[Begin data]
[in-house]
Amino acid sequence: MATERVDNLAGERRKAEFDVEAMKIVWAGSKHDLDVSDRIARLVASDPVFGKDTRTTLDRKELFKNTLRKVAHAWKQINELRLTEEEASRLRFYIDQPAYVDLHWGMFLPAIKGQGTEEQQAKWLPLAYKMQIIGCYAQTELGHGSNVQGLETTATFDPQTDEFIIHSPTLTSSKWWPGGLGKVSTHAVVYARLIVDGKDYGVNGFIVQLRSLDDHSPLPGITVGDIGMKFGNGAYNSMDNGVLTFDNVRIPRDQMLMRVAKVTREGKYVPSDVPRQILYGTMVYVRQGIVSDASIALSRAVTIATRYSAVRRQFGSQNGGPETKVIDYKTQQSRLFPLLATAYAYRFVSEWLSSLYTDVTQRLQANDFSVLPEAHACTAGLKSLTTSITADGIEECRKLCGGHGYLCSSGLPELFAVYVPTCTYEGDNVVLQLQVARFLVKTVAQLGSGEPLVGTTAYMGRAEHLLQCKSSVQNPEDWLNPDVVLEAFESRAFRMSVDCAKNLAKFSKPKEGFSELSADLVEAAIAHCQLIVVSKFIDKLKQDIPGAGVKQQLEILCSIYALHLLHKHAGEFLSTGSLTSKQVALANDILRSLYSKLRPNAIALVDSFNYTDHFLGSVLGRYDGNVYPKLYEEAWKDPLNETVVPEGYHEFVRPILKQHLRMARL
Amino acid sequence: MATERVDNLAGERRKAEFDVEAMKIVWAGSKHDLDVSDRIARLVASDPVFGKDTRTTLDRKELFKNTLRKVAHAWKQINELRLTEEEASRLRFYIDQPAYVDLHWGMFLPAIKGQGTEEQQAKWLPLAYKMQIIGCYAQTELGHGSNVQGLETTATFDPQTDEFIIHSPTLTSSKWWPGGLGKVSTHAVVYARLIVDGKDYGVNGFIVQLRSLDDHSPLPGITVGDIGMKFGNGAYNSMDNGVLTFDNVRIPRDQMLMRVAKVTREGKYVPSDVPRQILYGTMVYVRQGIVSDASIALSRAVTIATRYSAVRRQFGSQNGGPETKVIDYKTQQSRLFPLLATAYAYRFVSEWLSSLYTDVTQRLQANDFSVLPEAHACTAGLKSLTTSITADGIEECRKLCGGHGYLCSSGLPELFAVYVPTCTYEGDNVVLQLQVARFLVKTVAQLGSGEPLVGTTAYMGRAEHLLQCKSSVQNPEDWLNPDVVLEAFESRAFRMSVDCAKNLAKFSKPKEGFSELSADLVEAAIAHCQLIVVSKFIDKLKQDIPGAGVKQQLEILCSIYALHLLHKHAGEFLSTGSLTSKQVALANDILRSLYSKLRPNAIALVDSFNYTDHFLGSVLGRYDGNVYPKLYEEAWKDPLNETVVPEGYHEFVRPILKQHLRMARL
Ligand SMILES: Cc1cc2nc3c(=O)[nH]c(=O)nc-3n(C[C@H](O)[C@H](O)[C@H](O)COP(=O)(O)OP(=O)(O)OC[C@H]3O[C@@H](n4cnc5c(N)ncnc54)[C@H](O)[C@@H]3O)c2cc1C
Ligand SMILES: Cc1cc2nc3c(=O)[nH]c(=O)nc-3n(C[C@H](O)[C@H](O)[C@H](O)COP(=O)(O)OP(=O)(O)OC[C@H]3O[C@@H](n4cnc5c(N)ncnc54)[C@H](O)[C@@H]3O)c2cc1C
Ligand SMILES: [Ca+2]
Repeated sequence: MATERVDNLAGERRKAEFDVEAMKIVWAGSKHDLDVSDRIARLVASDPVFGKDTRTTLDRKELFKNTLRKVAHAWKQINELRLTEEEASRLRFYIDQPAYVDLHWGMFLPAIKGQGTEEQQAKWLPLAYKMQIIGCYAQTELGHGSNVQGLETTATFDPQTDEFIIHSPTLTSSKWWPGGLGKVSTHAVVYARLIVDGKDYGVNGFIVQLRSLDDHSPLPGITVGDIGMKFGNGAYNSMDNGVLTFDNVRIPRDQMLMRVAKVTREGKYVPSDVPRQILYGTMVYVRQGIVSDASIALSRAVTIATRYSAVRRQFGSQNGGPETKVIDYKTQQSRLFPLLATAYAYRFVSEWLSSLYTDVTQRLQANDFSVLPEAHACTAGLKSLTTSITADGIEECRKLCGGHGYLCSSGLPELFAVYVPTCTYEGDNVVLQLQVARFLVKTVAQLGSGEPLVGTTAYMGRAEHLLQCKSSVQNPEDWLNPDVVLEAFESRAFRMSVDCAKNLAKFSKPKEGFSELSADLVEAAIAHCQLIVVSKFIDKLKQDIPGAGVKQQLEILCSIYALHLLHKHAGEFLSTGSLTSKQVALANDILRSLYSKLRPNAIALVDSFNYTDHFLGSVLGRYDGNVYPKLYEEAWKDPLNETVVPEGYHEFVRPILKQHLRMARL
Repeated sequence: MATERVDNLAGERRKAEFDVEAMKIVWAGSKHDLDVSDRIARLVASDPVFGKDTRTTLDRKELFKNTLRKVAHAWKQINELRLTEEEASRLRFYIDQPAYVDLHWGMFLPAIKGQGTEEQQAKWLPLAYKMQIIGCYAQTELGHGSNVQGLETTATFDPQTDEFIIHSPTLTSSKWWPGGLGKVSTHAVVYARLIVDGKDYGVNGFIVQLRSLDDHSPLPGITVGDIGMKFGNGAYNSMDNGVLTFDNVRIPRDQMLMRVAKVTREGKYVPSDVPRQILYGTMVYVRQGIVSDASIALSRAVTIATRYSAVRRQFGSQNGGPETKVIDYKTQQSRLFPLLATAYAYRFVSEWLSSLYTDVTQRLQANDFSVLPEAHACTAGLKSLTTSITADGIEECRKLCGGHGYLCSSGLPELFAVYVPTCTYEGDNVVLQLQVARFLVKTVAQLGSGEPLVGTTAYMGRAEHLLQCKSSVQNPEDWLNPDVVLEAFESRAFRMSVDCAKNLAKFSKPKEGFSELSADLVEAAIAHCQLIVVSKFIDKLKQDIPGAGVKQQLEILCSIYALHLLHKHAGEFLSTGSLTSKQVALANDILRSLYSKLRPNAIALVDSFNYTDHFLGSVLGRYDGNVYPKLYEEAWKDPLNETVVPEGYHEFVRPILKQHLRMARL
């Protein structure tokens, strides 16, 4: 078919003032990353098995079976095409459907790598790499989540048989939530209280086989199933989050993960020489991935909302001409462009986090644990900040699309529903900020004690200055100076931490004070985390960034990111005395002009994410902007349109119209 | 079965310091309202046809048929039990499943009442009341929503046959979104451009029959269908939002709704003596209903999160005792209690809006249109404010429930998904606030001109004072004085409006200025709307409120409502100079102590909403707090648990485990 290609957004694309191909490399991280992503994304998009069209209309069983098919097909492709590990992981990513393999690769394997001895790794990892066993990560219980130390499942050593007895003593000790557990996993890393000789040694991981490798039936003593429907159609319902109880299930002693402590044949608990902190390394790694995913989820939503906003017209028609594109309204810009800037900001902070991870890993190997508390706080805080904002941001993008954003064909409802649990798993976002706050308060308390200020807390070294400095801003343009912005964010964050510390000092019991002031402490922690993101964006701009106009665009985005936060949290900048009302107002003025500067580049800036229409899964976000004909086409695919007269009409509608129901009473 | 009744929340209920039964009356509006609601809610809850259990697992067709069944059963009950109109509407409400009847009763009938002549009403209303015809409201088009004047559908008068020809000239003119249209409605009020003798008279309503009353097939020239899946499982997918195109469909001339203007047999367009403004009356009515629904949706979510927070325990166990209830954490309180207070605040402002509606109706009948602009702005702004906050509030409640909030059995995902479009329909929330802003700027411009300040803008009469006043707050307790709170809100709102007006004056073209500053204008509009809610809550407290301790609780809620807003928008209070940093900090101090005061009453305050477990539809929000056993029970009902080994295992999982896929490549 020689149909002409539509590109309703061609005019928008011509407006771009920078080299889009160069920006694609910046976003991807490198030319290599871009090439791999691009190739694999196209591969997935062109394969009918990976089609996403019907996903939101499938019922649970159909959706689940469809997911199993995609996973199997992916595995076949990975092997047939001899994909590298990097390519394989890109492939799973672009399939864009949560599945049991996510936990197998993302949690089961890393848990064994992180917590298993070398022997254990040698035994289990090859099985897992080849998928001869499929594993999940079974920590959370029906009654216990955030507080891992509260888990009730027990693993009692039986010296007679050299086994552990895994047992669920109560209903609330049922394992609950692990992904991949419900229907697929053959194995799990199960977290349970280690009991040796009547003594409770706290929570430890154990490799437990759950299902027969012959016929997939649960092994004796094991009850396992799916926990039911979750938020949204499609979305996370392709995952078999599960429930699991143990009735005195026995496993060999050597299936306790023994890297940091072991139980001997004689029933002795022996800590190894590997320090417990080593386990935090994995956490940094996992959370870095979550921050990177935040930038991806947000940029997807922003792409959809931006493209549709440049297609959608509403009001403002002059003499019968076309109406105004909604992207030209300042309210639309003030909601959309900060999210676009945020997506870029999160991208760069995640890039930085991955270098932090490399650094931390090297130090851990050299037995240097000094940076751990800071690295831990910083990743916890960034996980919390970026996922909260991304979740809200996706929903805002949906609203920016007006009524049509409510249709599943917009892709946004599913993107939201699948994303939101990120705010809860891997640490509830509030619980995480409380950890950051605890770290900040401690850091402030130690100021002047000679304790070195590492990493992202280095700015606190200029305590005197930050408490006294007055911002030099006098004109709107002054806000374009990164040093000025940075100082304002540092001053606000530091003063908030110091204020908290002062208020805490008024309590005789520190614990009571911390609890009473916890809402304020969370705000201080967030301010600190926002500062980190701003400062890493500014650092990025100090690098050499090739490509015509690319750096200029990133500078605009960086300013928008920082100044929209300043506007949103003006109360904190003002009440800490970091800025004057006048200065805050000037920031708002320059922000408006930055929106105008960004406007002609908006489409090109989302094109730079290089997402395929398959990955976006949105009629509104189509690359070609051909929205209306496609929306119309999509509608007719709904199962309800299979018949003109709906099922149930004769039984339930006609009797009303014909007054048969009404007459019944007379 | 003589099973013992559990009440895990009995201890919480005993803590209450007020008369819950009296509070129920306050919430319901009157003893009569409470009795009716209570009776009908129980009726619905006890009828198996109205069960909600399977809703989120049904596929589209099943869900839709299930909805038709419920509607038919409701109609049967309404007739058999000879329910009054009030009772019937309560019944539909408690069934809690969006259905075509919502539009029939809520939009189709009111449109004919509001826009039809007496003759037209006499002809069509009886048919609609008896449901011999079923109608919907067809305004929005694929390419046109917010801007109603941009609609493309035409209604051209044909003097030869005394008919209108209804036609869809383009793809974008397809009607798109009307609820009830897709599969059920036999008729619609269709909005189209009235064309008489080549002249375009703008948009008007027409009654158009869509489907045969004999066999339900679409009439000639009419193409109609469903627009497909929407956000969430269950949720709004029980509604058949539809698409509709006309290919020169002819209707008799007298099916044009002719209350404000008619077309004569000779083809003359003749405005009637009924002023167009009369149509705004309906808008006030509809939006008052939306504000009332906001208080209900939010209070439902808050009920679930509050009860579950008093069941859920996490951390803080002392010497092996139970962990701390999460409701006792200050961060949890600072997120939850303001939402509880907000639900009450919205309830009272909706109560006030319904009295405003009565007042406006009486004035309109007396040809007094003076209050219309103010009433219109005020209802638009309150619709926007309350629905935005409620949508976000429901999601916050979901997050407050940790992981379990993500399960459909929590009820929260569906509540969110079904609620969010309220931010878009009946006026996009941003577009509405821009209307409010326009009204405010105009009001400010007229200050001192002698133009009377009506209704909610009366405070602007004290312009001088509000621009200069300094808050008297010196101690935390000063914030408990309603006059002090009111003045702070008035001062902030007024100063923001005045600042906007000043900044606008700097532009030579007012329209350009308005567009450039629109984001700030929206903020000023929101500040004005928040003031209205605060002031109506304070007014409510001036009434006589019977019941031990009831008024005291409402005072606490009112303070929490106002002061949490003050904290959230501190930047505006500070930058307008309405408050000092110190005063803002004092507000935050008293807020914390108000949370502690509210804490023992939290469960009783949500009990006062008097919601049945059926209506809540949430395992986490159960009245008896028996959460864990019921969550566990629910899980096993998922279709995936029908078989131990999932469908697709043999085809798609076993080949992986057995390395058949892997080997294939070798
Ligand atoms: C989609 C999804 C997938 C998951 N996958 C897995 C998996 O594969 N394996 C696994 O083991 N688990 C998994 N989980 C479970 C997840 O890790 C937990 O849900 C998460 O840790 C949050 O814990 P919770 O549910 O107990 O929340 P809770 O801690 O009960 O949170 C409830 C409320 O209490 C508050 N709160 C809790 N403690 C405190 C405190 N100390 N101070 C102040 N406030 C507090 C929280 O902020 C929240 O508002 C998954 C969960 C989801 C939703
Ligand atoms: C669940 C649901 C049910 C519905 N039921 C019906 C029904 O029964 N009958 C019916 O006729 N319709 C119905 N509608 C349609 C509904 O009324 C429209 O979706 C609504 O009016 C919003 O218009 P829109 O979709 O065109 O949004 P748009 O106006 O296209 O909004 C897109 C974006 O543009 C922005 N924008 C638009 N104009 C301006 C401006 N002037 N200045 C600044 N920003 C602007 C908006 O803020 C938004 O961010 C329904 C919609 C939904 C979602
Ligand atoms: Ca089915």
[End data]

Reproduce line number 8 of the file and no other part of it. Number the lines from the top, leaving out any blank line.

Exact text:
Repeated sequence: MATERVDNLAGERRKAEFDVEAMKIVWAGSKHDLDVSDRIARLVASDPVFGKDTRTTLDRKELFKNTLRKVAHAWKQINELRLTEEEASRLRFYIDQPAYVDLHWGMFLPAIKGQGTEEQQAKWLPLAYKMQIIGCYAQTELGHGSNVQGLETTATFDPQTDEFIIHSPTLTSSKWWPGGLGKVSTHAVVYARLIVDGKDYGVNGFIVQLRSLDDHSPLPGITVGDIGMKFGNGAYNSMDNGVLTFDNVRIPRDQMLMRVAKVTREGKYVPSDVPRQILYGTMVYVRQGIVSDASIALSRAVTIATRYSAVRRQFGSQNGGPETKVIDYKTQQSRLFPLLATAYAYRFVSEWLSSLYTDVTQRLQANDFSVLPEAHACTAGLKSLTTSITADGIEECRKLCGGHGYLCSSGLPELFAVYVPTCTYEGDNVVLQLQVARFLVKTVAQLGSGEPLVGTTAYMGRAEHLLQCKSSVQNPEDWLNPDVVLEAFESRAFRMSVDCAKNLAKFSKPKEGFSELSADLVEAAIAHCQLIVVSKFIDKLKQDIPGAGVKQQLEILCSIYALHLLHKHAGEFLSTGSLTSKQVALANDILRSLYSKLRPNAIALVDSFNYTDHFLGSVLGRYDGNVYPKLYEEAWKDPLNETVVPEGYHEFVRPILKQHLRMARL